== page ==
Home Prices See Modest Gains

Home prices saw an uptick in July compared with the previous month, according to the latest S&P/Case-Shiller home-price indexes, released on Tuesday.

September 29, 2010
By Dees Stribling, Contributing Editor

Courtesy Flickr Creative Commons user chrisdlugosz

Home prices saw an uptick in July compared with the previous month, according to the latest S&P/Case-Shiller home-price indexes, released on Tuesday. The 10-city index rose 0.8 percent month-over-month and the 20-city index was up 0.6 percent. Year-over-year in July, the 10- and 20-city indexes were up 4.1 percent and 3.2 percent, respectively.

“Home prices crept forward in July,” David M. Blitzer, chairman of the index committee at Standard & Poor’s, noted in a statement. “Ten of the 20 cities saw year-over-year gains and only one–Las Vegas–made a new bottom, as the impact of the first-time home buyer program continued to fade away.”

He added that “anyone looking for home price to return to the lofty 2005-2006 might be disappointed. Judging from the recent behavior of the housing market, stable prices seem more likely.” But who would be looking for a repeat of the mid-2000s bubble?

Consumers Feeling Extra Grouchy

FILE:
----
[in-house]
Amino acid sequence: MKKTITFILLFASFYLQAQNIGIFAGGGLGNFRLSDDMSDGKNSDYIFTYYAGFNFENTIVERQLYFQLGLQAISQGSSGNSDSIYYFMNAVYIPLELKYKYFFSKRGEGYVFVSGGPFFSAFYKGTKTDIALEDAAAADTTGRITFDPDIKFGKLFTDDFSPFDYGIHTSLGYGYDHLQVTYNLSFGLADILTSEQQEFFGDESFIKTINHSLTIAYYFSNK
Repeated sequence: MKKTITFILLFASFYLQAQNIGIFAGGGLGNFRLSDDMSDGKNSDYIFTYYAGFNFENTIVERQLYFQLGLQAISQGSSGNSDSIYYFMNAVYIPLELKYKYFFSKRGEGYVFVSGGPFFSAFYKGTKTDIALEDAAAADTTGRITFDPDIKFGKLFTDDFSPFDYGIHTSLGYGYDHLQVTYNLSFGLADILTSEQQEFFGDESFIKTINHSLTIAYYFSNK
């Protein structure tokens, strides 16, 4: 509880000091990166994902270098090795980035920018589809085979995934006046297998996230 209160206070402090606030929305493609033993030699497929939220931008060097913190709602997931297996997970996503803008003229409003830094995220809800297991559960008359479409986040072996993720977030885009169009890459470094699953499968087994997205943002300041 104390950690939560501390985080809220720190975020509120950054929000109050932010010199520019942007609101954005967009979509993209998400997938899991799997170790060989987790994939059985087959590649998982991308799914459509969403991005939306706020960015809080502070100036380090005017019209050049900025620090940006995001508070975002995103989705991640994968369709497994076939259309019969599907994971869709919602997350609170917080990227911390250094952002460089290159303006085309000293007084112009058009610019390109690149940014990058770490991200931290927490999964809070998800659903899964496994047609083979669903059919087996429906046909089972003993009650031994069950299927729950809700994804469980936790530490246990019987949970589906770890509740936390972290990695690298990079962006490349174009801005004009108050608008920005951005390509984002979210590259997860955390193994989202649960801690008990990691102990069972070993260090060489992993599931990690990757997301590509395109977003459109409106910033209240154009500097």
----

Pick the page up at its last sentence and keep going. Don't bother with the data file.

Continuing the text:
According to the Conference Board on Tuesday, U.S. consumer confidence was lower than a snake’s belly, dropping to 48.5 in September from 53.2 in August, the lowest reading since the gloomy snows of February 2010. Various surveys of economists hadn’t predicted such a precipitous drop.

The reason for the decline? Jobs, mostly. Some 46.1 percent of respondents characterized jobs as “hard to get,” up from 45.5 percent in August. Even the minuscule percentage of respondents who said that jobs were “plentiful” (and who are they, anyway?) was down from 4 percent last month to 3.8 percent this month.

There are income worries, too. According to the Conference Board, only 10.2 percent of respondents expect their incomes to rise in the next six months. A good many more, 16.3 percent, are nervously fingering their wallets, anticipating a loss of income by the spring of 2011. Most respondents expected to get a zero percent rise in income in the near future.

Leave Us Alone: Zell

The Philadelphia Inquirer reported on Tuesday that Sam Zell told students at the University of Pennsylvania in a speech that the government ought to start “doing nothing” to help the economy recover. Meaning what? It was a short quote, so perhaps the context was lost, but according to Zell the economy is in bad shape because “people who have [resources to invest] are unwilling to take the risks, because there is no certainty… on the part of the government to leave us alone.”

Is this the Sam Zell we’ve all heard of? The risk-taking grave dancer of real estate lore? Maybe he meant other nervous billionaires, but not him.

Wall Street turned upward again on Tuesday, with the Dow Jones Industrial Average gaining 46.1 points, or 0.43 percent. The S&P was up 0.49 percent and the Nasdaq advanced 0.41 percent.